Free Fall

Free Fall

Due to the long awaited reappearance of a cloud sequestered sun, we were at last able to schedule the final music video shoot day for the song “What’s Freedom For,” from my latest CD called “Stand Up”. A multitude of shots included walking in icy waters of a mountain stream on wobbly rocks near a waterfall, climbing up to a mossy, sloping boulder, along with walking into a massive field filled with tall grasses. Nothing too dangerous, but I needed to keep my wits about me. Although growing up in nature, city life had shifted that focus. Living for years in Manhattan, a “city girl” had insidiously emerged with a well-developed “street sense,” wistfully replacing a previously well-honed “nature girl.” That said, rustlings of uneasiness began whispering to me regarding upcoming tasks for numbers of reasons: Falling on the rocks, leeches or bugs crawling up my legs, ticks falling off leaves onto my head, ticks in the woods, ticks in the field etc. Have I mentioned ticks?

Readying myself to step into the stream and traverse it on my own, my director noticed some loose rocks and coached me towards several more stable-looking stepping stones (Excuse me… Who needed this help with countless hours of childhood frolicking in the Milwaukee River? Me, evidently. Grrr.) The videographer then unexpectedly offered to take my hand and walk with me in the water over to the moss-covered boulder; to which I succeeded with ease. Seen only in a previous dream, my feet, now in this reality, settled into the juicy moss; and with fears abated, tasted heaven. I certainly didn’t expect to be hand-held, as my plan was to “tough my way” through these silly irrational concerns, by golly. But, inadvertently open, the support flowed in with the rushing waters, much to my pleasant surprise.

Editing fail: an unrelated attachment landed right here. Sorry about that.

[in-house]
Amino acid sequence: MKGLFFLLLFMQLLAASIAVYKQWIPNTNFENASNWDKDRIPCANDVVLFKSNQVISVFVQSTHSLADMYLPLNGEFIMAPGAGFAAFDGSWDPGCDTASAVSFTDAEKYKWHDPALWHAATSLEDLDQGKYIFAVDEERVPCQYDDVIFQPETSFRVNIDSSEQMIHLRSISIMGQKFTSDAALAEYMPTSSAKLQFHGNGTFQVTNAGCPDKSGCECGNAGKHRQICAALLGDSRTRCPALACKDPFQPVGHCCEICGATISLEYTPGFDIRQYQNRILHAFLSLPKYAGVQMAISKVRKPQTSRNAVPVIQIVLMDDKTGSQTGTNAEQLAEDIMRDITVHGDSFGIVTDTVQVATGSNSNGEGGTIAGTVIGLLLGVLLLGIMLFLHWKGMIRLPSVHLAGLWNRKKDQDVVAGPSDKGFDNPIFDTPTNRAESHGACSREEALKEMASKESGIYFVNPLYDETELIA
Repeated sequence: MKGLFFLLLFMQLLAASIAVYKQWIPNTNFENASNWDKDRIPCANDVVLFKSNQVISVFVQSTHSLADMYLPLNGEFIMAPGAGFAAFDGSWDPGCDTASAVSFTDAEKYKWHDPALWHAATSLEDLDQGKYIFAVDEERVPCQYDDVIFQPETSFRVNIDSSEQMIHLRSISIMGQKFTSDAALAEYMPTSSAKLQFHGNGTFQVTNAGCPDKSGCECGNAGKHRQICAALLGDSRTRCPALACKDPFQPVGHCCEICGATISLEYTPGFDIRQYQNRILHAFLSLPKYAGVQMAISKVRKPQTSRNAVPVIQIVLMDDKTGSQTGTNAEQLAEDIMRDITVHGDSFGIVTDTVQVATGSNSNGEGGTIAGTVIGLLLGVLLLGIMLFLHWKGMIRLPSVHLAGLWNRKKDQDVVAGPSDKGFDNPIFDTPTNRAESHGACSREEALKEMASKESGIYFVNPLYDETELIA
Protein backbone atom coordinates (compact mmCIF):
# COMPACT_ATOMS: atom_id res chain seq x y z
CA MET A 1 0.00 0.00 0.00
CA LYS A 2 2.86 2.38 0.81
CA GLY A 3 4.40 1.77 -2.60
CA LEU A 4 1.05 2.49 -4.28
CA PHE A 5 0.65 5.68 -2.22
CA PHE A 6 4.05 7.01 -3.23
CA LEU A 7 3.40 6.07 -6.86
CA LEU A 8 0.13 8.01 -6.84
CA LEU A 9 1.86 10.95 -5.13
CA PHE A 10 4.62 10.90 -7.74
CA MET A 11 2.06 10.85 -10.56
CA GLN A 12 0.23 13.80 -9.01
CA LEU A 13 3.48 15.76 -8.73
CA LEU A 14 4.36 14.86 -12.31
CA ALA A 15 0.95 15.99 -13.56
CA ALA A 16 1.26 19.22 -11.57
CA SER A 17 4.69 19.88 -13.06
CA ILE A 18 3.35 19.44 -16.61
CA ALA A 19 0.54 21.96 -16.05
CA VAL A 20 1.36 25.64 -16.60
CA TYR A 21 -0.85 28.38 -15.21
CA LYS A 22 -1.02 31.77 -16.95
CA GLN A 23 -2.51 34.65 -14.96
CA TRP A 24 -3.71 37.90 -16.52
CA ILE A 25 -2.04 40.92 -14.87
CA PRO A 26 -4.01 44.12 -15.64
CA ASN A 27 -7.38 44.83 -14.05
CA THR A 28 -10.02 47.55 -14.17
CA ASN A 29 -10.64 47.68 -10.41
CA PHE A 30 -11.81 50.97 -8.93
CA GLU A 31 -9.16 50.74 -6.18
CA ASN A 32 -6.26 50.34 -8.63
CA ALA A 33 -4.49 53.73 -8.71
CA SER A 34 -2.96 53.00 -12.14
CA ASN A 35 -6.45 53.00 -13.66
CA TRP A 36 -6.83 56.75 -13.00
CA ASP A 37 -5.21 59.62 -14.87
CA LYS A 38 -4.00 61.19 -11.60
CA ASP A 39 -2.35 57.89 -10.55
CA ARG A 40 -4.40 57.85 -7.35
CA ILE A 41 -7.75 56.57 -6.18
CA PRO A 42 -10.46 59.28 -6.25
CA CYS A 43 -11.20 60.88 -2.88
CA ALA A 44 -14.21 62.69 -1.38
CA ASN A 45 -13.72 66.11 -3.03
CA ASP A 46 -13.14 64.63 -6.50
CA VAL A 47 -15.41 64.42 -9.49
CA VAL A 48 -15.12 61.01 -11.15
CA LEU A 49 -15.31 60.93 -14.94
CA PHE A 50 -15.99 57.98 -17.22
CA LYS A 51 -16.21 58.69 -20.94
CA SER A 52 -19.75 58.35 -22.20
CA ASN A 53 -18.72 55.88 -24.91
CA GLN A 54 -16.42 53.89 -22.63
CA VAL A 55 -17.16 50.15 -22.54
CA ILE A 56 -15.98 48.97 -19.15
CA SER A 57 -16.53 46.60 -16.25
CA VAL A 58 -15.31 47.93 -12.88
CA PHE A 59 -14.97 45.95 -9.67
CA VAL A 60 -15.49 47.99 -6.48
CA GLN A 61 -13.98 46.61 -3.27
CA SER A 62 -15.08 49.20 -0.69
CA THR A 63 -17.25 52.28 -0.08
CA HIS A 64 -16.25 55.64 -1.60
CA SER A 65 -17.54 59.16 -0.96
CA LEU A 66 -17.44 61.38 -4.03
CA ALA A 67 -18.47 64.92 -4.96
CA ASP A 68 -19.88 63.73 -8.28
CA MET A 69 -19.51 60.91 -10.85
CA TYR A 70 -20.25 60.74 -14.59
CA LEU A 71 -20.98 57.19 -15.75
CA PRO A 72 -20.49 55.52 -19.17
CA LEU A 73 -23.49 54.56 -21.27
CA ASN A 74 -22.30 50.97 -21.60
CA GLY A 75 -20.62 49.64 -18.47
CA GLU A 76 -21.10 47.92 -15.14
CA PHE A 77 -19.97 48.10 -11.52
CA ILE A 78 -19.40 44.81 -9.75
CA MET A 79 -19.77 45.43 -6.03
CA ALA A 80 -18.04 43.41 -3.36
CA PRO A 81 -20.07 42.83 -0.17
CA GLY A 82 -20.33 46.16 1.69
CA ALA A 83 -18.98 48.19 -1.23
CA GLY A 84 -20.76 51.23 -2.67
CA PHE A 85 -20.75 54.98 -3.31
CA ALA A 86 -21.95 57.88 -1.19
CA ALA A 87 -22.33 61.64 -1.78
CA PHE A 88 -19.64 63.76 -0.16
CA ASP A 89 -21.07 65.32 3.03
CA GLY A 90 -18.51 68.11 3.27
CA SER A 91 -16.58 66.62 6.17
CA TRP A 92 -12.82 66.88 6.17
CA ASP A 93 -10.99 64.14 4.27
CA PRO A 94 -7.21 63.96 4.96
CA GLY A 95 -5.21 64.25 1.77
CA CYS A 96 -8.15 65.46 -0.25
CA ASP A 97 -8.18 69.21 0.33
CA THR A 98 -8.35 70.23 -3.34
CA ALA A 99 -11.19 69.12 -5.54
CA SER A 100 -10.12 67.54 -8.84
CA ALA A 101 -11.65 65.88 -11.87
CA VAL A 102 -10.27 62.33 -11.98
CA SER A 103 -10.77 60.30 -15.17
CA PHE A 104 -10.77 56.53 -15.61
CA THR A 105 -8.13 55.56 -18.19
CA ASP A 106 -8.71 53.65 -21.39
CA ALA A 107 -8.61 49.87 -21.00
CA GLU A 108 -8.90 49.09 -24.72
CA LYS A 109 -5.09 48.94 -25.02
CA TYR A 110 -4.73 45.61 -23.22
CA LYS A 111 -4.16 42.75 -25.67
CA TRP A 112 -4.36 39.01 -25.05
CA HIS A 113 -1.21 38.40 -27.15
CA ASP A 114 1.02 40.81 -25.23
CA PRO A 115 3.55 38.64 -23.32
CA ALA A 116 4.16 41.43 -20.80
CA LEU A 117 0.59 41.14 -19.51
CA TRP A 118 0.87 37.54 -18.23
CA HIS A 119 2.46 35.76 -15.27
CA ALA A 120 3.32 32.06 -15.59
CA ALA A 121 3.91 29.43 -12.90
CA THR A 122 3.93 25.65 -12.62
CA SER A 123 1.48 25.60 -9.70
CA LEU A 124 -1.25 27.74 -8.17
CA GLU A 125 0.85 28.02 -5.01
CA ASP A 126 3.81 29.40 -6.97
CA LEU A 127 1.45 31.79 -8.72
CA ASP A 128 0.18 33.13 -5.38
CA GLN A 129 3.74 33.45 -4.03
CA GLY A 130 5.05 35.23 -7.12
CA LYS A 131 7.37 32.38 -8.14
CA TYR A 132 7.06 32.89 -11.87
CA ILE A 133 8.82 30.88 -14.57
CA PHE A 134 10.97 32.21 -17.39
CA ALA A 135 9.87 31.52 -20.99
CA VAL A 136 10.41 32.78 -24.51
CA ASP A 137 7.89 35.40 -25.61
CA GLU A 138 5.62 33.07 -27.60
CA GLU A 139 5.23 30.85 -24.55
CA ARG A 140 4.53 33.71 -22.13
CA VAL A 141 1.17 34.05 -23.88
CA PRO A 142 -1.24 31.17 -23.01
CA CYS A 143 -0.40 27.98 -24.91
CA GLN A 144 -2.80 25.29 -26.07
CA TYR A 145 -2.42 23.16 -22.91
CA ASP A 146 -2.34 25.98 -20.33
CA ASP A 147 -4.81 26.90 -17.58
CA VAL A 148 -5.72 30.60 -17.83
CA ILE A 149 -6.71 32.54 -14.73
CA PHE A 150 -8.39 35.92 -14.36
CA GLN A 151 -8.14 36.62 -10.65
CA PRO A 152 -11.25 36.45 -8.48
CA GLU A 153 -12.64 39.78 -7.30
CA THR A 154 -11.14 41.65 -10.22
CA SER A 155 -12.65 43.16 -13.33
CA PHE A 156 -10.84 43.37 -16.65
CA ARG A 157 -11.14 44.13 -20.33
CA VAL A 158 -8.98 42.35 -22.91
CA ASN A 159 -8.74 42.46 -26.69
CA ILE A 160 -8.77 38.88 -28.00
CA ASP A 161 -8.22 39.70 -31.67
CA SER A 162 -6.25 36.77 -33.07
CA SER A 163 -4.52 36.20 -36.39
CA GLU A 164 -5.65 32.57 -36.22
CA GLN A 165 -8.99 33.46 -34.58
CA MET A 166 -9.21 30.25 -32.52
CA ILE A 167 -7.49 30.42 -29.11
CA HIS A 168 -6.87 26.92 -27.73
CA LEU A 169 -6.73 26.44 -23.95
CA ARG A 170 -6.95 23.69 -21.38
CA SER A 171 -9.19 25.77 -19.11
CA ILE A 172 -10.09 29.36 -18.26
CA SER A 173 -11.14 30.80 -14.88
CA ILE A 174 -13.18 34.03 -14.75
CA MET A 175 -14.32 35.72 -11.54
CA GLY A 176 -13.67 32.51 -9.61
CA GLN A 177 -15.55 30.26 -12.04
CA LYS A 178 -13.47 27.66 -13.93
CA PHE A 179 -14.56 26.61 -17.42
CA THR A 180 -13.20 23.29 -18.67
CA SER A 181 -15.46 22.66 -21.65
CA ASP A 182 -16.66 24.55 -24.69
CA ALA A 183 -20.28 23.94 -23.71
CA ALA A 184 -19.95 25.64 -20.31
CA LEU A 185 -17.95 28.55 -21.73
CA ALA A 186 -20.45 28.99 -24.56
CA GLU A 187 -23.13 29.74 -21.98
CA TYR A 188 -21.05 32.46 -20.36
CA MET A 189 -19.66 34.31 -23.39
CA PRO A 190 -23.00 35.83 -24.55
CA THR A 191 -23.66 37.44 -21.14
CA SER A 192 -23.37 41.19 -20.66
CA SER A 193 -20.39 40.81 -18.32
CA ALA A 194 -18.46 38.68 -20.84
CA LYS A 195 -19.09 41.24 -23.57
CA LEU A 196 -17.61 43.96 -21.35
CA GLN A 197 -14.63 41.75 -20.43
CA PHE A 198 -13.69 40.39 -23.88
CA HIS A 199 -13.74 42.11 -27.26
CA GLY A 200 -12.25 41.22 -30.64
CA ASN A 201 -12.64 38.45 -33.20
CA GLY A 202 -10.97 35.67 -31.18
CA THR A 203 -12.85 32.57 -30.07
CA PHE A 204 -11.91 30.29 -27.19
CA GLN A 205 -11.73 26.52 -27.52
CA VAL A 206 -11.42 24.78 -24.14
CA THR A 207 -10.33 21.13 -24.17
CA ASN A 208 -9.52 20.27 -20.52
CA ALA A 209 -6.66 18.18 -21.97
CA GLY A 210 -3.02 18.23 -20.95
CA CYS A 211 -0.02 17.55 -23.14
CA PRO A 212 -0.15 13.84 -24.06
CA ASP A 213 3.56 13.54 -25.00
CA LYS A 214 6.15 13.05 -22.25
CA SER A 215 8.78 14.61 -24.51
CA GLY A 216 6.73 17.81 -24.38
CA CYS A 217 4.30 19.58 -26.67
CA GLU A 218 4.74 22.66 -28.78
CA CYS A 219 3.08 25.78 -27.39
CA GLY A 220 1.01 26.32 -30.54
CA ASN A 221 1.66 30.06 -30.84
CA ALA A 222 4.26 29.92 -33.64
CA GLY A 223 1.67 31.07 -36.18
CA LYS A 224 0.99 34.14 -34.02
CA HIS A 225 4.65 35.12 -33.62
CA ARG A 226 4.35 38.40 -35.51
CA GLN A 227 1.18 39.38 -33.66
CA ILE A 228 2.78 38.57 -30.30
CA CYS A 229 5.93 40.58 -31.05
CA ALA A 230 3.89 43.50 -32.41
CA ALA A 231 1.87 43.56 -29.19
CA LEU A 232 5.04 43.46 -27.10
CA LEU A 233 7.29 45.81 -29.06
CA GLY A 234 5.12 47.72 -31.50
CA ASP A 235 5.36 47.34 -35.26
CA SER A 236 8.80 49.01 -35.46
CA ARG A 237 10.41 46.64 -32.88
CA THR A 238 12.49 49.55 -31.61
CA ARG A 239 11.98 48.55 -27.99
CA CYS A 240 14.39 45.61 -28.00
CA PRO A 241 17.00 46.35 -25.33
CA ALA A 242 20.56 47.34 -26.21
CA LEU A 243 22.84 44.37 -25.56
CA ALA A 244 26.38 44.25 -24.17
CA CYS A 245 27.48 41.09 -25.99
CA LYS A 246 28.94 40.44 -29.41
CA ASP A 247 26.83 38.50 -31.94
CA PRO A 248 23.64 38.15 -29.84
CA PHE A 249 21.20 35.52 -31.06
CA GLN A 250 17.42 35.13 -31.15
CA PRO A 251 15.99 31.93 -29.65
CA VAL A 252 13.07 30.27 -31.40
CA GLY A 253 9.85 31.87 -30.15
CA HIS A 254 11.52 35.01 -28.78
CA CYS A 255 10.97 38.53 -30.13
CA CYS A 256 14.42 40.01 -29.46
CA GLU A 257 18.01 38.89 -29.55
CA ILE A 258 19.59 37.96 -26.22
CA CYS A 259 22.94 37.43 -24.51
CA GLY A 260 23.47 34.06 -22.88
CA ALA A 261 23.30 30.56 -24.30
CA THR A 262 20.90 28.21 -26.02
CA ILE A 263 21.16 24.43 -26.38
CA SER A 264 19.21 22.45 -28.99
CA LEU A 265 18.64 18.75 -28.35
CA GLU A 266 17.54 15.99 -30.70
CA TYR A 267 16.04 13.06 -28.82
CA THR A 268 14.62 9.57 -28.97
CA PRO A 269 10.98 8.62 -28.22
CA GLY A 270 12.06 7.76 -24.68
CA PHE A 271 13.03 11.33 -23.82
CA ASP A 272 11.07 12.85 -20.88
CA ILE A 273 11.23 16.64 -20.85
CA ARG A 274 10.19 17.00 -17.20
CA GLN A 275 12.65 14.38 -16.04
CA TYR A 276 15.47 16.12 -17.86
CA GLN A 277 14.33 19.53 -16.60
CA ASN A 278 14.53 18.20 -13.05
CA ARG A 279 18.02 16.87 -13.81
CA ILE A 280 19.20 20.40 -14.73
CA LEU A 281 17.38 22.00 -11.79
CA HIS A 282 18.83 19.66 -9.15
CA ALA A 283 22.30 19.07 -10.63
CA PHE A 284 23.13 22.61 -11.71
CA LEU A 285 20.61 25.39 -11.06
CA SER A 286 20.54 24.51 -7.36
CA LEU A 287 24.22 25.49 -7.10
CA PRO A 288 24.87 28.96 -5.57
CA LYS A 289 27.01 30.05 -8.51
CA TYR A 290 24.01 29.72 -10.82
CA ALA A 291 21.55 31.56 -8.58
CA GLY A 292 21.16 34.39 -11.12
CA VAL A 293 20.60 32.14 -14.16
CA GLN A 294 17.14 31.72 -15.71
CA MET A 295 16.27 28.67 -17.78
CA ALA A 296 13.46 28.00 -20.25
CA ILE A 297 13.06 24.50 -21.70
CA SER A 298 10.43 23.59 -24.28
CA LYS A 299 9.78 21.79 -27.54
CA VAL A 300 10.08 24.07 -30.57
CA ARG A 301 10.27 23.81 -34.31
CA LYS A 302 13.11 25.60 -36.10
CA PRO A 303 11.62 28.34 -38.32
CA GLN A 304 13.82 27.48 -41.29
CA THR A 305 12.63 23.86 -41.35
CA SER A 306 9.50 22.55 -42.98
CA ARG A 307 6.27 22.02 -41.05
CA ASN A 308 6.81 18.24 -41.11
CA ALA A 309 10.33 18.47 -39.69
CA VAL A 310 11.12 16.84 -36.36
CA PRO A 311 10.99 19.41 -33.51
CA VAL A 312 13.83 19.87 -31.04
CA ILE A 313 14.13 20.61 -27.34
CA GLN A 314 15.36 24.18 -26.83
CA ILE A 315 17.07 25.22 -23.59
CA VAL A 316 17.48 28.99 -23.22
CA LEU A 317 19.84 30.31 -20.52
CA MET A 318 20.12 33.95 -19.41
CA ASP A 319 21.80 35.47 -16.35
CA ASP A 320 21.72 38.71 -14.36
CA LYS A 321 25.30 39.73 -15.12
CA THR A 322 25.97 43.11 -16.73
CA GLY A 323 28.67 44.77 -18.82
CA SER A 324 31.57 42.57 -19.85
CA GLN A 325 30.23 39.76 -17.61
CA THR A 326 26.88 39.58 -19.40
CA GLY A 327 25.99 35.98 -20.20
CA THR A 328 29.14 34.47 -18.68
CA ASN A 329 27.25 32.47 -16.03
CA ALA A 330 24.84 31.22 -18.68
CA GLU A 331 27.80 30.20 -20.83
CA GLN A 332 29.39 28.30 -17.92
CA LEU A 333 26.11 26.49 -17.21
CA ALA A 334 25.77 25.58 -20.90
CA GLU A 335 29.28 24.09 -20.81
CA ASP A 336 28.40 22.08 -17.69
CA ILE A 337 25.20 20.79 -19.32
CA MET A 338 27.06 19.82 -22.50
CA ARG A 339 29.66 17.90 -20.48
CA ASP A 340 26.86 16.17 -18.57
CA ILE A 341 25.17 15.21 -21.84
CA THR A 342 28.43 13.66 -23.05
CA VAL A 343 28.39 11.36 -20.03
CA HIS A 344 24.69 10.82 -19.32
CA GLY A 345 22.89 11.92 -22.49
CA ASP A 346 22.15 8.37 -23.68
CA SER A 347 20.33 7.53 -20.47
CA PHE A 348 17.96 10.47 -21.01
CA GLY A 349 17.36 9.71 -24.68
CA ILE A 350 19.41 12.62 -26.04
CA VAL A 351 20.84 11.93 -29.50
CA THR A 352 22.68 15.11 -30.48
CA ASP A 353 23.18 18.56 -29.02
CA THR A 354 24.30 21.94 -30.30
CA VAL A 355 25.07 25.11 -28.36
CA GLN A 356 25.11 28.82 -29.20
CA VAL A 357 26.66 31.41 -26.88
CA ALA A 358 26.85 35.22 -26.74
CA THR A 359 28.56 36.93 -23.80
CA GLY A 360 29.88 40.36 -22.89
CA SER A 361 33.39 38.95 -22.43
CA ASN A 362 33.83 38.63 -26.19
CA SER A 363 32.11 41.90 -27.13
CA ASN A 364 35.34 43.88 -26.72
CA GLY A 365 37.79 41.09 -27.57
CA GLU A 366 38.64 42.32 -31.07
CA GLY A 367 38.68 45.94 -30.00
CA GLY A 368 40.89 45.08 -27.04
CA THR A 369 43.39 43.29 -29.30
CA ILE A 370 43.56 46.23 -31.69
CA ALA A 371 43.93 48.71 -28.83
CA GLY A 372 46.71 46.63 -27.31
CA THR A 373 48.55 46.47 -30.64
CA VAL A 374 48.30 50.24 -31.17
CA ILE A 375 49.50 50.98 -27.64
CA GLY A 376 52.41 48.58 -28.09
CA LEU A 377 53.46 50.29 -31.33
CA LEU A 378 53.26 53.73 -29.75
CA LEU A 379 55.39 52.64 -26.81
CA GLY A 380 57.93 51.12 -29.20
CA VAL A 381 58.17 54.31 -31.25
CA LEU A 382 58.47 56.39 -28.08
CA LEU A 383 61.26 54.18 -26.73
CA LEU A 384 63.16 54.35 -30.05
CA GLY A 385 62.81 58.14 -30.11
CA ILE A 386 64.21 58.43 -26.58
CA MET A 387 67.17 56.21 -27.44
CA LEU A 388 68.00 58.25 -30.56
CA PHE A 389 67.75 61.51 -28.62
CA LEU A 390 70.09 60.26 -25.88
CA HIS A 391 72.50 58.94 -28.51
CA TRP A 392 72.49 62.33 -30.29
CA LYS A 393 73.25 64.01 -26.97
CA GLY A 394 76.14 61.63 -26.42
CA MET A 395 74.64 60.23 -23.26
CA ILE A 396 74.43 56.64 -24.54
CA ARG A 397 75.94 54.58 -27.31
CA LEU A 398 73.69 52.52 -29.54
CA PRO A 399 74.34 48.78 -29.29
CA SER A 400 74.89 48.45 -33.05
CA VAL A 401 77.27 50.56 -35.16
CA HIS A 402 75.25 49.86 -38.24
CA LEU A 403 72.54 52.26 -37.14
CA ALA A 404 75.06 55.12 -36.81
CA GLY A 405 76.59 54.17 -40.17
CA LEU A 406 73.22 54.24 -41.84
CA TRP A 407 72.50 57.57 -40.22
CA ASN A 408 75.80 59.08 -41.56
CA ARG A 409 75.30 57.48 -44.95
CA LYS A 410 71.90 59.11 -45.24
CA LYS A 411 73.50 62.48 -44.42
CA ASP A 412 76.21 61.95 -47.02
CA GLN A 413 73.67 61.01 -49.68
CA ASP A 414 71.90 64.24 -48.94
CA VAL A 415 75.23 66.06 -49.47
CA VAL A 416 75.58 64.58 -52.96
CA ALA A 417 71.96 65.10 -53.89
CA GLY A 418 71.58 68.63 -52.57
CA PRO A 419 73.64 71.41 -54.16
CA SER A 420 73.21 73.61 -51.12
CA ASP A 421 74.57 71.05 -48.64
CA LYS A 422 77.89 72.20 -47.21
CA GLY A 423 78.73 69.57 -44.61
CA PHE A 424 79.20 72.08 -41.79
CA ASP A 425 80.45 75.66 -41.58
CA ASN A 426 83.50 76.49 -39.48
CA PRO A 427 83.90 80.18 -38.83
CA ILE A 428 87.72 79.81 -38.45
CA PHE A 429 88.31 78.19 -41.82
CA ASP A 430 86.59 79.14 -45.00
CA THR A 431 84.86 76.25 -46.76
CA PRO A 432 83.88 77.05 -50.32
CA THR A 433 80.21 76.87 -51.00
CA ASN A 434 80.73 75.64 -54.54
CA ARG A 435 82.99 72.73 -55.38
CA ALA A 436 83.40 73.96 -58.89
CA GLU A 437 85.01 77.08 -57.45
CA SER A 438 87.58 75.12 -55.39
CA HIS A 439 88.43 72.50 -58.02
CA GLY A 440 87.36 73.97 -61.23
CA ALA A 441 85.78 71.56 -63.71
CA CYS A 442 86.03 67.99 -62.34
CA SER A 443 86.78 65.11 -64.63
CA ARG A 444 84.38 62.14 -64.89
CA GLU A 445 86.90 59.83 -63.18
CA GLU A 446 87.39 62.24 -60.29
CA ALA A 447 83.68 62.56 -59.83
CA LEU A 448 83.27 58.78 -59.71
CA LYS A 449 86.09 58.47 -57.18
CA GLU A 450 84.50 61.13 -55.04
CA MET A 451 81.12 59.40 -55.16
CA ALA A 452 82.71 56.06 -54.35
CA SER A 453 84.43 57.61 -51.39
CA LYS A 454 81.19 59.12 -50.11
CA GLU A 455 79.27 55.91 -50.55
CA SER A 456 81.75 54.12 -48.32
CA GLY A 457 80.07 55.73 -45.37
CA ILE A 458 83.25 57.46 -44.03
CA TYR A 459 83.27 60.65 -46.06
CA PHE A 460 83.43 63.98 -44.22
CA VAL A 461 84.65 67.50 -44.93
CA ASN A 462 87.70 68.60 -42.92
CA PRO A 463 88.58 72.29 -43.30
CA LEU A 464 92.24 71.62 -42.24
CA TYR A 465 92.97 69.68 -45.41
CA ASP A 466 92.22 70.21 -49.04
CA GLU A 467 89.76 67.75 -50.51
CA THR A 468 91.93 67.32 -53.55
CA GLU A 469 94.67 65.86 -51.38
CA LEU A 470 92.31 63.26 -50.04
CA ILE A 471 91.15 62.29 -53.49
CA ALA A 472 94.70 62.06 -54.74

Next was the field of tall grasses. We got to our destination, and the direction was to carry some wildflowers found on the side of the road to the center of the expansive landscape. Same dream, different venue. Inviting still, yet unsettling. Flooded with this annoyingly new fear of ticks, an assumption was brewing that they were quietly hiding on long grasses, waiting to jump on their prey, ruining lives. Hmmm… an updated version of Rod Serling’s You done good Anthony, real good...? Despite all that, determination walked me into the beckoning field. My director, a symptomless survivor of a recent tick bite, looked at me and asked if I was scared. Sheepishly muttering-- Well… a little. He then offered: How about I walk with you into the field for a bit? We walked side by side, and after a little while, he said: You keep going. I am going back now.

Now alone, a voice in mantra-like fashion arose. I am protected…I am protected… plus a few improvisations on that. At last in the center, standing very far from my compatriots, a hovering Star-Trekkian drone was launched to film me in the middle of the ‘amber waves of grain.’ The flowers in hand were by now completely covered with bees. But all was fine. To assuage any abashedly remaining anxieties, I pretended to be on one of those Australian walkabout journeys that seekers take; or in a Shamanic training, directing the wind. I finished the shot and walked back in a rhythm, in step with variation on previous protection mantra. I am supported by the universe… Alrighty then. The shoot was over.